Paul confirms, “For Jews demand signs and Greeks seek wisdom, but we preach Christ crucified, a stumbling block to Jews and foolishness to Gentiles, but to those who are called, both Jews and Greeks, Christ the power of God and the Wisdom of God. For the foolishness of God is wiser than men” [1 Cor. 1:22-25]. Paul, a powerful, exceptionally wise and courageous man of noble class was persuaded [adduci] by a miracle of the Sun, and the most evident one at that, with the result that the most bitter enemy of the Christians suddenly became [their] most vigorous defender, and he voluntarily subjected himself to so many misfortunes for the love of Christ alone that no one can count [them].  For, God truly predicted in Luke’s writing, “he is a chosen vessel of mine to carry my name before the Gentiles and kings and the children of Israel. For I will show him how much he must suffer for the sake of my name” [Acts 9:15-16].

Therefore, no one should trust any endorsement [of the idea] that the messengers [præcones] of Christ were deceived by some sort of trick. The writings and deeds of the disciples of Christ as well as of those who in that time received the teachings [regarding Christ] without hesitation and with the greatest danger, bear witness to men of sound mind that the first Christians were such that they neither wanted to deceive, nor were they able, by any means, to be deceived. What was the reason that many Jews and Gentiles, [who had] the highest education in every discipline and many [who were] wealthy, after having discarded their possessions and delights, chose rather to die in agony [crudeliter] with those rustic and beggarly disciples of Christ, than to live in the safety of the world? If, in addition, I wanted to enumerate the thousands of teachings of men everywhere, especially the philosophy of the virtuous men who were the disciples of Christ’s disciples and their successors, and [who] in a lengthy series until the time of the Emperor Julian, defended Christ amidst swords and fire through purity, speech, books, extensive labors, danger, and death, I would be forced to produce a lengthy [account] while passing over in silence the work of the orators and philosophers of the Greeks, Barbarians, and Latins after Julian who finished their most complete and sanctified life in Christian service [Christiano opere].3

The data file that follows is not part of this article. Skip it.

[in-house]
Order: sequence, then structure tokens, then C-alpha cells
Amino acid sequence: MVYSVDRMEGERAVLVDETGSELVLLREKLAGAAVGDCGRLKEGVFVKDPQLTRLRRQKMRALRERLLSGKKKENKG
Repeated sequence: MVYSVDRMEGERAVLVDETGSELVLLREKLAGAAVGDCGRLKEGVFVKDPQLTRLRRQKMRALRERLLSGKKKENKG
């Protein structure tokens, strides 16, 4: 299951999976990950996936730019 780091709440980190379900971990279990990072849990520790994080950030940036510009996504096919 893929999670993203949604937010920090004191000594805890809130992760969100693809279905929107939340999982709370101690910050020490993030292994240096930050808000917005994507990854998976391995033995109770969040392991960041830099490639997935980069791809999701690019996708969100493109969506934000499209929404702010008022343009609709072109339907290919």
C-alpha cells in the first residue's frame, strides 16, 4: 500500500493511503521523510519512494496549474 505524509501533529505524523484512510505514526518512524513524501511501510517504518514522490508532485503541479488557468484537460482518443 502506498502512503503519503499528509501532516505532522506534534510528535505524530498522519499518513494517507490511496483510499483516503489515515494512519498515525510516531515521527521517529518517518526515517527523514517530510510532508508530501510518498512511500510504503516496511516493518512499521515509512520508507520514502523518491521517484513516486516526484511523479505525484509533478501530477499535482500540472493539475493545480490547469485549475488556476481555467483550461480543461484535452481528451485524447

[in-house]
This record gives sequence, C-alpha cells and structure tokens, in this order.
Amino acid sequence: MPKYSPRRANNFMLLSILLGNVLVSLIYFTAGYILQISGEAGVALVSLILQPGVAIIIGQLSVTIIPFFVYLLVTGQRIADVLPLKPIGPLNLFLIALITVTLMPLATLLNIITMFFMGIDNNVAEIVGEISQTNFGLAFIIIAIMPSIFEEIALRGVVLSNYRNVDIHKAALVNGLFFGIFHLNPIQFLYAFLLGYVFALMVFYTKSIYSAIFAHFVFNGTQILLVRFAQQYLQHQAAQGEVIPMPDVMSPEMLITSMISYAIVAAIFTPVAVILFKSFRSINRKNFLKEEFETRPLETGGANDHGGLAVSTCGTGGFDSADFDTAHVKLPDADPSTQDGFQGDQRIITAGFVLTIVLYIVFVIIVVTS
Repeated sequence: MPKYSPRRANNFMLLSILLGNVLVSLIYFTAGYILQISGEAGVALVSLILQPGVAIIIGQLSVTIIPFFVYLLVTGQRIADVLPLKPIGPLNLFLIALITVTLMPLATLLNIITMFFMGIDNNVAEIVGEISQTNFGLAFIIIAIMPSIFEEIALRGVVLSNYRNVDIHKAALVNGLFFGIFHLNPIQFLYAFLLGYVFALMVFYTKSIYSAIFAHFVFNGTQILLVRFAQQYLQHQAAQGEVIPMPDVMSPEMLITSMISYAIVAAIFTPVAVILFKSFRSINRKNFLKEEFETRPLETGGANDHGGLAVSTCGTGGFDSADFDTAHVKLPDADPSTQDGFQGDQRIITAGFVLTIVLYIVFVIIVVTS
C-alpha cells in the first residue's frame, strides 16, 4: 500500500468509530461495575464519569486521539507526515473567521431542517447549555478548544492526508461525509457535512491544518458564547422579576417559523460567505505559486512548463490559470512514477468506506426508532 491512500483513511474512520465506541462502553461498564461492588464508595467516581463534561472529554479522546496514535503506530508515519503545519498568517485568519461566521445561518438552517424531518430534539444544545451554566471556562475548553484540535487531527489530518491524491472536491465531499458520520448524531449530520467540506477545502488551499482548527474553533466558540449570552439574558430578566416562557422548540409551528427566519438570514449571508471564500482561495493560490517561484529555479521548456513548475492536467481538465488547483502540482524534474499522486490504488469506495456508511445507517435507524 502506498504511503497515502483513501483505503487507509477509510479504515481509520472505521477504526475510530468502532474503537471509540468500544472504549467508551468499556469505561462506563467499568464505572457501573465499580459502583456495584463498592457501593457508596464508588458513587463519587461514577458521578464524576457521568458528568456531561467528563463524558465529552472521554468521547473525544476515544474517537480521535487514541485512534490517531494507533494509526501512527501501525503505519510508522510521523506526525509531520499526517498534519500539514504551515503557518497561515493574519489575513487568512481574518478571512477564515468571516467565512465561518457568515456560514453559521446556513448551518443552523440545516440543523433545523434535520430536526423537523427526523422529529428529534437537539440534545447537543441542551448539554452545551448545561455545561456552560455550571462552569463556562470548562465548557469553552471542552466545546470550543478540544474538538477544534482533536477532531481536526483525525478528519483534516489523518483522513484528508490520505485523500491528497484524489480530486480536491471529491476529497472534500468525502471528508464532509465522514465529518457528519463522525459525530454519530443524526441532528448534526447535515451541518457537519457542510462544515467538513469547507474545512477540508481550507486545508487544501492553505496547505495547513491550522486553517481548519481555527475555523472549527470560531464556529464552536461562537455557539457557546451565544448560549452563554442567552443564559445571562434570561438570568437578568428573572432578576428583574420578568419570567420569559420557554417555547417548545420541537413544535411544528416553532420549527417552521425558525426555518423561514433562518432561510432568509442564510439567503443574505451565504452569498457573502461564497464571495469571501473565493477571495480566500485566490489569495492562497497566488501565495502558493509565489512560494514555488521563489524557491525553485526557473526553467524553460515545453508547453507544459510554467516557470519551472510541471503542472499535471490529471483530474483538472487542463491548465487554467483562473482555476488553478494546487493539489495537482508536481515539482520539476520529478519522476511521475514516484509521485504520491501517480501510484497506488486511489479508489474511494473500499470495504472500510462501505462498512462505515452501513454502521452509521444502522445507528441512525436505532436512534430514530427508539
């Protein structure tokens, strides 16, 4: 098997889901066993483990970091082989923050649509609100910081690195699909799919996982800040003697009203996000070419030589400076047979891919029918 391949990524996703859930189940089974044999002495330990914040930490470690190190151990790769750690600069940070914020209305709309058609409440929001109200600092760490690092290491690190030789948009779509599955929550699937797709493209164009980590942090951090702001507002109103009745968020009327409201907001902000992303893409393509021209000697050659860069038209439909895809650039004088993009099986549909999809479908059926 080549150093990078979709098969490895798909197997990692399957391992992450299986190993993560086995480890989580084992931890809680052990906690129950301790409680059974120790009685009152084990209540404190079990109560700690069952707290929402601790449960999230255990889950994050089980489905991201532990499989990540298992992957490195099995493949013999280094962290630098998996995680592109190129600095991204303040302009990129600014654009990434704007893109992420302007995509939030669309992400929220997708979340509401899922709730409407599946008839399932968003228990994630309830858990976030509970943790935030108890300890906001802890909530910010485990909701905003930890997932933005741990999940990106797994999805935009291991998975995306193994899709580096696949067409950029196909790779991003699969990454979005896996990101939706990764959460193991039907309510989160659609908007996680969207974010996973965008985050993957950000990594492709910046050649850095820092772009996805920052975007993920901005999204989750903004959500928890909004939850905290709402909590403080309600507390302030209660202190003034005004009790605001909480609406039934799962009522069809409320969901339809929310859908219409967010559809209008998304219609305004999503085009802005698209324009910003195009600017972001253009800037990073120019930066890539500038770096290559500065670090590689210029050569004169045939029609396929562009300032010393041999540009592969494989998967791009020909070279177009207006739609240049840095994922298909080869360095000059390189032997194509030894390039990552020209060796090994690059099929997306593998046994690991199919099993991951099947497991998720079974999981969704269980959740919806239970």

1. I have significantly reduced the number of Ficino’s biblical quotations in this chapter in order to point the reader directly to his central message.
  2. The Basil (1561) edition of Ficino’s Opera includes two extended quotations from Tertullian and Origen here. I have omitted these quotations because they are not included in the earliest text available to me (Plut.21.09 in the Laurentian Library). Also, the inclusion of these quotations from church fathers actually renders Ficino’s argument both ambiguous and redundant because they shift the argument regarding miracles onto a lengthy discussion of the disciples’ sufferings, which he had already discussed in previous chapters.
  3. Ficino, Opera, vol. 1, (Basil: 1561), 5-8.

By Eric Parker

Eric Parker (PhD McGill University) is the editor of the Library of Early English Protestantism (LEEP) at the Davenant Institute. He lives in the deep South with his wife and two children, where he is currently preparing for ordination to the diaconate in the Reformed Episcopal Church.